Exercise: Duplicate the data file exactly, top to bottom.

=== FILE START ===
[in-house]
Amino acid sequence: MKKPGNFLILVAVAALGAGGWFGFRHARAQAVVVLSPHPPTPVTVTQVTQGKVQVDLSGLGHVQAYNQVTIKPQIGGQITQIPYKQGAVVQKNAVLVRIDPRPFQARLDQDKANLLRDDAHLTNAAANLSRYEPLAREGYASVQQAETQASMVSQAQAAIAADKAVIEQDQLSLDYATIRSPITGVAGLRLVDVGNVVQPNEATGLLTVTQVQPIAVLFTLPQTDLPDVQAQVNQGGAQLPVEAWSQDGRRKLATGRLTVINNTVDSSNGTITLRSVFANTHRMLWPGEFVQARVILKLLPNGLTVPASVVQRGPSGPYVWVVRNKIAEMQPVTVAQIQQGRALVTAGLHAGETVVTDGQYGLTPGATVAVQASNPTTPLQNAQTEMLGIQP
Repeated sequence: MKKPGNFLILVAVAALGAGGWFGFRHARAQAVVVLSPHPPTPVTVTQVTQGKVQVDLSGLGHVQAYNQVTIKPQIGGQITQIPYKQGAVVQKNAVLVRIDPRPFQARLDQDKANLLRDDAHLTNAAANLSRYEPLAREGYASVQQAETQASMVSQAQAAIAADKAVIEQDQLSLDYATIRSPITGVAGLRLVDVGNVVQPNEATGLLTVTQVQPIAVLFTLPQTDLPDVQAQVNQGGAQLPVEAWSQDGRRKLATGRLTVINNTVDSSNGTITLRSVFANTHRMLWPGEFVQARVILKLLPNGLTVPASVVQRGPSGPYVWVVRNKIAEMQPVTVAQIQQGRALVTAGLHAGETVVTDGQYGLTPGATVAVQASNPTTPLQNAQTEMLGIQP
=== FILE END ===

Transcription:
[in-house]
Amino acid sequence: MKKPGNFLILVAVAALGAGGWFGFRHARAQAVVVLSPHPPTPVTVTQVTQGKVQVDLSGLGHVQAYNQVTIKPQIGGQITQIPYKQGAVVQKNAVLVRIDPRPFQARLDQDKANLLRDDAHLTNAAANLSRYEPLAREGYASVQQAETQASMVSQAQAAIAADKAVIEQDQLSLDYATIRSPITGVAGLRLVDVGNVVQPNEATGLLTVTQVQPIAVLFTLPQTDLPDVQAQVNQGGAQLPVEAWSQDGRRKLATGRLTVINNTVDSSNGTITLRSVFANTHRMLWPGEFVQARVILKLLPNGLTVPASVVQRGPSGPYVWVVRNKIAEMQPVTVAQIQQGRALVTAGLHAGETVVTDGQYGLTPGATVAVQASNPTTPLQNAQTEMLGIQP
Repeated sequence: MKKPGNFLILVAVAALGAGGWFGFRHARAQAVVVLSPHPPTPVTVTQVTQGKVQVDLSGLGHVQAYNQVTIKPQIGGQITQIPYKQGAVVQKNAVLVRIDPRPFQARLDQDKANLLRDDAHLTNAAANLSRYEPLAREGYASVQQAETQASMVSQAQAAIAADKAVIEQDQLSLDYATIRSPITGVAGLRLVDVGNVVQPNEATGLLTVTQVQPIAVLFTLPQTDLPDVQAQVNQGGAQLPVEAWSQDGRRKLATGRLTVINNTVDSSNGTITLRSVFANTHRMLWPGEFVQARVILKLLPNGLTVPASVVQRGPSGPYVWVVRNKIAEMQPVTVAQIQQGRALVTAGLHAGETVVTDGQYGLTPGATVAVQASNPTTPLQNAQTEMLGIQP